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“To fly. To serve.”

A Time magazine editor once said: “Americans imagine that The Economist is better written, because they impute an English accent to what they read.” To see what a difference an accent can make, fellow Americans, just watch the new British Airways TV spot.

Listen for the accent, and admire the retro recreations of classic air travel. Aviation buffs will find all kinds of fun, vintage equipment and history in this visually dense commercial by BBH London:

This 90-second commercial, called “Aviators,” is the first phase of the worldwide rollout of a new ad campaign, reported to cost £20 million. The campaign replaces British Airways’ old slogan, “The world’s favorite airline,” with it longtime motto, “To fly. To serve.”

(What’s the difference between a slogan and a motto? A slogan is a memorable copyline used in advertising. A motto is a short line that encapsulates the company’s mission. Slogans can be short-lived or vary from campaign to campaign; a motto is meant to last.)

I don’t know how this well this ad plays back in the U.K., where British Airways is a commonplace airline known for crowded airport terminals and labor issues. Here in the states (where this commercial is running on national TV), we know British Airways mostly for its well-appointed transatlantic flights with free wine. And, of course, flight attendants with British accents.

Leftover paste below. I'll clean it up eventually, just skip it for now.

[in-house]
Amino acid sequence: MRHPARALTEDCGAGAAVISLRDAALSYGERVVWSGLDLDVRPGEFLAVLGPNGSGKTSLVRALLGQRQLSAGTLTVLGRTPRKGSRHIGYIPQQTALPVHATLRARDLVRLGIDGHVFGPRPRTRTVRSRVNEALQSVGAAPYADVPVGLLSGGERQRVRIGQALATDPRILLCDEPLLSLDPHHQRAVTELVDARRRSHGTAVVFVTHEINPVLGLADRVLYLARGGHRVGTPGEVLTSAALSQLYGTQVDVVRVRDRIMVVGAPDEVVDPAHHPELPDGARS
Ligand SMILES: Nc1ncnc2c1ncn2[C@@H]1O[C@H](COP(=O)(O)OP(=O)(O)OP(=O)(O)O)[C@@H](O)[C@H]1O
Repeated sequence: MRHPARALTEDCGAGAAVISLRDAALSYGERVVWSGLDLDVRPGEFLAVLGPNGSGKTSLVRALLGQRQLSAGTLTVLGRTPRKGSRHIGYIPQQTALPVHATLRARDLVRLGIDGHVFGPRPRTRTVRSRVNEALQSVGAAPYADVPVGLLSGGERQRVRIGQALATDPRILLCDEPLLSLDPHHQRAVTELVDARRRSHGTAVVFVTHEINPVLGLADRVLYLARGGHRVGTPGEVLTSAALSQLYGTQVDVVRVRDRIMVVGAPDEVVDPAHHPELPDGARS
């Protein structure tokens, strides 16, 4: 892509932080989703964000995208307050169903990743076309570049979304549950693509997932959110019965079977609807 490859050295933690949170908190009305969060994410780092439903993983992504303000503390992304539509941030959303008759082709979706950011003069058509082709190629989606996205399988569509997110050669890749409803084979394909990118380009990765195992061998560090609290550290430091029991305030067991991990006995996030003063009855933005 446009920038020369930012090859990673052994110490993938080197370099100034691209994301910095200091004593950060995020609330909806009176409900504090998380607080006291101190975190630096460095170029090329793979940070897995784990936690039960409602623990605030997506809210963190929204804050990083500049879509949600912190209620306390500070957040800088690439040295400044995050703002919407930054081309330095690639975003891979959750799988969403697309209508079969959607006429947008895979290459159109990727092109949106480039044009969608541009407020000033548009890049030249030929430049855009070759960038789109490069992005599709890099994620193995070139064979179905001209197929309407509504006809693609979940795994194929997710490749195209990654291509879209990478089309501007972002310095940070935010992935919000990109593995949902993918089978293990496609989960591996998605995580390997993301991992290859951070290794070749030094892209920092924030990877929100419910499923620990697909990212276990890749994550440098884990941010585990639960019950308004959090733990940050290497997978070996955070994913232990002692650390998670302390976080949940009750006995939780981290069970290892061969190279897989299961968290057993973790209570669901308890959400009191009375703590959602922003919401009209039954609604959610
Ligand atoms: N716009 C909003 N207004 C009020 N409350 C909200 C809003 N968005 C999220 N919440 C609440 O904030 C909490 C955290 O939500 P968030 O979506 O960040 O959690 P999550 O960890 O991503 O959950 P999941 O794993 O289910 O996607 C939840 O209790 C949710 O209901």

If this commercial feels dashing and sophisticated to Americans, I think the British accent deserves most of the credit. Imagine this commercial redubbed with an American voiceover, like something from a Chevy commercial. It wouldn’t feel nearly as powerful.

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This is the best airline commercial I’ve seen all year. A recent Virgin Atlantic ad by Adam & Eve had a similar vibe, but tried to be campier and sexier and somehow ended up feeling slightly unsettling. There’s also a beautiful and simple United ad that’s been airing on TV recently that shows a time-lapse video of a jet being repainted with that airline’s new livery… I wish I could share it here, but I can’t find it online. (Help anybody?)

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Also: Curious how they created all that vintage aircraft footage? Watch the making-of video:

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Related: “Those first young men?” Ha! Check out this gallery of women aviation pioneers on the New York Times Lens Blog.

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Who created this ad?

BBH London
Creative Team: Justin Moore, Hamish Pinnell
Creative Director: Nick Gill
Director: Frederic Planchon
Producer: Simon Cooper
More credits via Creativity.

Who signed off on it?

BA chief executive Keith Williams

— By Daryl Lang. Filed under Advertising


  1. Heather says:

    This is fantastic! Thanks for posting 🙂 Even with the long lines, I’ve always felt a bit special and part of something bigger when I fly BA.

  2. smish smash says:

    I have to say, as a fan of the early ladies of flight, particularly Beryl Markham, I was really, really annoyed when I first saw this commercial with the “those first young men” comment. It’s so unnecessary too; they could have said “Those first young pilots” and no one would have even noticed.

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